Long-term sustainability has taken a backseat to short-term profitability since the 1970s when the quarterly earnings report became standard operating procedure and the horizon of return was shortened to that period. Today, however, the global community is shouldering collectively the burden of looming and interconnected universal challenges, such as climate change, food security, humanitarian crises, and inequality. Because of their scale and complexity, these issues cannot be solved by one government or one company or even one industry or one sector. Instead, they demand a concerted effort that harnesses the best resources and talents of governments, NGOs, the private sector, and civil society.
Sustainability reporting—also known as corporate citizenship, CSR, ESG, or non-financial reporting—is widely considered a best practice of companies worldwide. The reporting process—and the resulting report—has become essential for strategic decision-making, enabling stronger long-term planning, stakeholder relations, and data-driven insights. With the growing popularity of disclosure, reports are becoming more sophisticated and useful for decision makers and leaders in the company, as well as for external audiences such as investors—who are using the information to make more accurate market evaluations.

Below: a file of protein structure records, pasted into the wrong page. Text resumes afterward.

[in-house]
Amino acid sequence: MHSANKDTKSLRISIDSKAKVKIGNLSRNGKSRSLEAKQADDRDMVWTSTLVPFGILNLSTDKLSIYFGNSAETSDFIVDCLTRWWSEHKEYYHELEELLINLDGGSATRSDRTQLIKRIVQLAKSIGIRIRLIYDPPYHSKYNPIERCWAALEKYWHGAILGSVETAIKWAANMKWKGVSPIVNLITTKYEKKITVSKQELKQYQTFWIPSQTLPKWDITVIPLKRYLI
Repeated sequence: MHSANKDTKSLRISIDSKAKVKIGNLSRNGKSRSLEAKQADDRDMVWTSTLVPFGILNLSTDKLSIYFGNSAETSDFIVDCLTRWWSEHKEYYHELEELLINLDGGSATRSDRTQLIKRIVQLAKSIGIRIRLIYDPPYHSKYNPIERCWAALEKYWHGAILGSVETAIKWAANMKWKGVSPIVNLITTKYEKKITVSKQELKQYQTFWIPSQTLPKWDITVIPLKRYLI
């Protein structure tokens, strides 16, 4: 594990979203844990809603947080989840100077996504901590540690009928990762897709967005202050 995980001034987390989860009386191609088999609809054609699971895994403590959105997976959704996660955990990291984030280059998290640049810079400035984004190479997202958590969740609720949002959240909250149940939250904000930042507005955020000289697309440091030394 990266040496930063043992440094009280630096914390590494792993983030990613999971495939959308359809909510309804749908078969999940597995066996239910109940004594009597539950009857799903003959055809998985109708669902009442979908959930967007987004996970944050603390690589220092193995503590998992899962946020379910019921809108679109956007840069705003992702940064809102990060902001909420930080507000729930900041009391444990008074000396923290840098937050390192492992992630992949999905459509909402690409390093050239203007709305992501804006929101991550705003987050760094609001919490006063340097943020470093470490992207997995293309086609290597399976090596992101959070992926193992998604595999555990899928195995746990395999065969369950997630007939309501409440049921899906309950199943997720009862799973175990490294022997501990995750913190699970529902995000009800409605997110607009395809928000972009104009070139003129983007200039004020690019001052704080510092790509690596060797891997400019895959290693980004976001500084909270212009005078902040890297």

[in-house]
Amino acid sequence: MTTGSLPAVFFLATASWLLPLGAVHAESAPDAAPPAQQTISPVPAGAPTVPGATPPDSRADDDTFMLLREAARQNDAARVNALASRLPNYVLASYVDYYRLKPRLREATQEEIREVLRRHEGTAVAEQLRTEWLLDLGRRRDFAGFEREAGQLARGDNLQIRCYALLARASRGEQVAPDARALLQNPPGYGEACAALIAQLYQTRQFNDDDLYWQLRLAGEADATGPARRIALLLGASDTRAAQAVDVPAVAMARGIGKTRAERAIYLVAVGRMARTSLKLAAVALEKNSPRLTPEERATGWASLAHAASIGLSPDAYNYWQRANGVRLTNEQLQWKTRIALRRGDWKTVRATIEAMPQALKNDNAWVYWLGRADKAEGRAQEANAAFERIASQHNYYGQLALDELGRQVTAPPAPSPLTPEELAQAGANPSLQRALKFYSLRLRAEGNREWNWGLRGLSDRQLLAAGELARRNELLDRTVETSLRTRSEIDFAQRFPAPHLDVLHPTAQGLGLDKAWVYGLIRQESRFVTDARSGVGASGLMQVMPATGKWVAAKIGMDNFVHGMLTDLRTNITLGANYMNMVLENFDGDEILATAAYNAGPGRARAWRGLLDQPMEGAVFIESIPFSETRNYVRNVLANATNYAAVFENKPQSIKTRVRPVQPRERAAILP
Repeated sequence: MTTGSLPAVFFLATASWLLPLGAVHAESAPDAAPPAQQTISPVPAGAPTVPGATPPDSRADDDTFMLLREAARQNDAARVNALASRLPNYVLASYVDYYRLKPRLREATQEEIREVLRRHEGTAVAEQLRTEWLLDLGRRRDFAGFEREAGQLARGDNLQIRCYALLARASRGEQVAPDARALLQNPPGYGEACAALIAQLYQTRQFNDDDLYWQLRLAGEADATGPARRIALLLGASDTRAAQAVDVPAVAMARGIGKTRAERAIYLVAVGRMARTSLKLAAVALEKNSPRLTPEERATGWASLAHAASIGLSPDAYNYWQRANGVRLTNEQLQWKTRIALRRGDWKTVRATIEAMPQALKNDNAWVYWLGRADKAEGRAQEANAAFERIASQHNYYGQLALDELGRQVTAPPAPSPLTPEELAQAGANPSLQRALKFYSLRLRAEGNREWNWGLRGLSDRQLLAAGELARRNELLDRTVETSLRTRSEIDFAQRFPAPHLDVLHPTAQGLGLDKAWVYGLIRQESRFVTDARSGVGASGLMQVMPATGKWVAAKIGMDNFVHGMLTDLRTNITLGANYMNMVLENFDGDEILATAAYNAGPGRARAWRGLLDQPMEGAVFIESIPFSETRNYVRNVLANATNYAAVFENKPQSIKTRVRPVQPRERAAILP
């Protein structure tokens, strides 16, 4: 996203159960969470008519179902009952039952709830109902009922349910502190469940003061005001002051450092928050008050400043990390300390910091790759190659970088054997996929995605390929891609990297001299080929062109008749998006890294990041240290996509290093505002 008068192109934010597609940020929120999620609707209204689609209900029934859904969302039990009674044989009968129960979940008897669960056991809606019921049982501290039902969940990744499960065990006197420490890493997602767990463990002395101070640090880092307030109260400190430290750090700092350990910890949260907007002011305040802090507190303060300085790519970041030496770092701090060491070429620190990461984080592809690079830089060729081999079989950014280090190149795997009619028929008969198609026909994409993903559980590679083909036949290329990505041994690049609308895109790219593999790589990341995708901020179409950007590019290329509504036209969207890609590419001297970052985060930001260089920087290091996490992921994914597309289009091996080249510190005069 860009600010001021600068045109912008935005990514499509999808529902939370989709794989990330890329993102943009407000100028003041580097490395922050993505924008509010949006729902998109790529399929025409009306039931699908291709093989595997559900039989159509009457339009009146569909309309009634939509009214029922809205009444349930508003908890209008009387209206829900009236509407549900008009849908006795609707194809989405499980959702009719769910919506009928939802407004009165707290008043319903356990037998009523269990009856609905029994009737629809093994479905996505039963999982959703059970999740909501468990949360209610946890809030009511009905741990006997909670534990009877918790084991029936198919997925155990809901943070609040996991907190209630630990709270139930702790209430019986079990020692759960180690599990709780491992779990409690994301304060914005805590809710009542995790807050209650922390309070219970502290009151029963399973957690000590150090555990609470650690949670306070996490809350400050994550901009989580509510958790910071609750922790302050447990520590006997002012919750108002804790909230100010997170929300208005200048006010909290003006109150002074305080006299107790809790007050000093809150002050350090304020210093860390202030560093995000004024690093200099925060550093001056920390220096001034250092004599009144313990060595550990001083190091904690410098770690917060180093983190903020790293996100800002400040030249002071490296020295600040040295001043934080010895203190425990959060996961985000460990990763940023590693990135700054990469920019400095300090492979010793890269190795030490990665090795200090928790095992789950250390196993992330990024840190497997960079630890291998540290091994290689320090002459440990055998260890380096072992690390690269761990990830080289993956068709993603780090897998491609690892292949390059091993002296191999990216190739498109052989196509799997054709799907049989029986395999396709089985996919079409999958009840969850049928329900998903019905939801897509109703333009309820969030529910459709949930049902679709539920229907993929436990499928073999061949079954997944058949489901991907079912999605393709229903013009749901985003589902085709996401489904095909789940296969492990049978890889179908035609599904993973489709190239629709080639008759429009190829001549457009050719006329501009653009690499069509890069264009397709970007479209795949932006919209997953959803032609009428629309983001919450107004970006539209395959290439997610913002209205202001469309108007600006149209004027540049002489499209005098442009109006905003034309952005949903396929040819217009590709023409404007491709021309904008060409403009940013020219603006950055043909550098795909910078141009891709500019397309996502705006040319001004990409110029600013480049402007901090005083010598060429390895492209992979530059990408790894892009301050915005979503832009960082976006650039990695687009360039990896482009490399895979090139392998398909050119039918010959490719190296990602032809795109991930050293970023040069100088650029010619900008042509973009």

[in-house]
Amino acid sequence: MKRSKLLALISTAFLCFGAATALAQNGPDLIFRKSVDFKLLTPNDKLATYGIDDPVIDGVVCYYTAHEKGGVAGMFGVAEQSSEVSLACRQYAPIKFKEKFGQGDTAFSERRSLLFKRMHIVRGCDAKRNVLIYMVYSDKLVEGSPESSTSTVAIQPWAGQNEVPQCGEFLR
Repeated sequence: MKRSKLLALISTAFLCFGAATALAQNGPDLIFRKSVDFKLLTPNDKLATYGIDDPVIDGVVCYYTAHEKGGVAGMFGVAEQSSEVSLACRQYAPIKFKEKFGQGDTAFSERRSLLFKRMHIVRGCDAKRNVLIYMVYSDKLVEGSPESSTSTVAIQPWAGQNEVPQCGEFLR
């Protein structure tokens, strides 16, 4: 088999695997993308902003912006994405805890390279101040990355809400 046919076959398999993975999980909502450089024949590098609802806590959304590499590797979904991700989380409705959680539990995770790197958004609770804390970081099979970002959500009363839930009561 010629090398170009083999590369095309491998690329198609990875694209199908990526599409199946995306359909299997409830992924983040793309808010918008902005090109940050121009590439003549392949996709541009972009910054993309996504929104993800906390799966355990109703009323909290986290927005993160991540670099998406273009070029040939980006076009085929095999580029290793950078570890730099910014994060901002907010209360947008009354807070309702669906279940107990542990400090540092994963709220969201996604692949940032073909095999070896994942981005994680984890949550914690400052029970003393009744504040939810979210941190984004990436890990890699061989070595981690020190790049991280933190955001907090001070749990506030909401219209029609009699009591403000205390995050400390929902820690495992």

Connecting business and social value is the goal of corporate citizenship work, and our member companies are continually finding creative and meaningful ways to integrate environmental, social, and governance (ESG) priorities into their companies’ day-to-day operations. According to the Center’s State of Corporate Citizenship 2017, integrating corporate citizenship creates business value for companies (see Figure A), so it’s no wonder executives plan to increase funding to these efforts in the coming years (see Figure B).
Today’s companies face substantial pressure from stakeholders—both internal and external—to monitor and report on a variety of environmental metrics. The benefits to the company are clear, as research shows that successfully managing a company’s environmental footprint can strengthen a firm’s financial performance[i], help them maintain that performance over the long term[ii], improve the company’s image,[iii] and identify and mitigate potential risks to operations.[iv]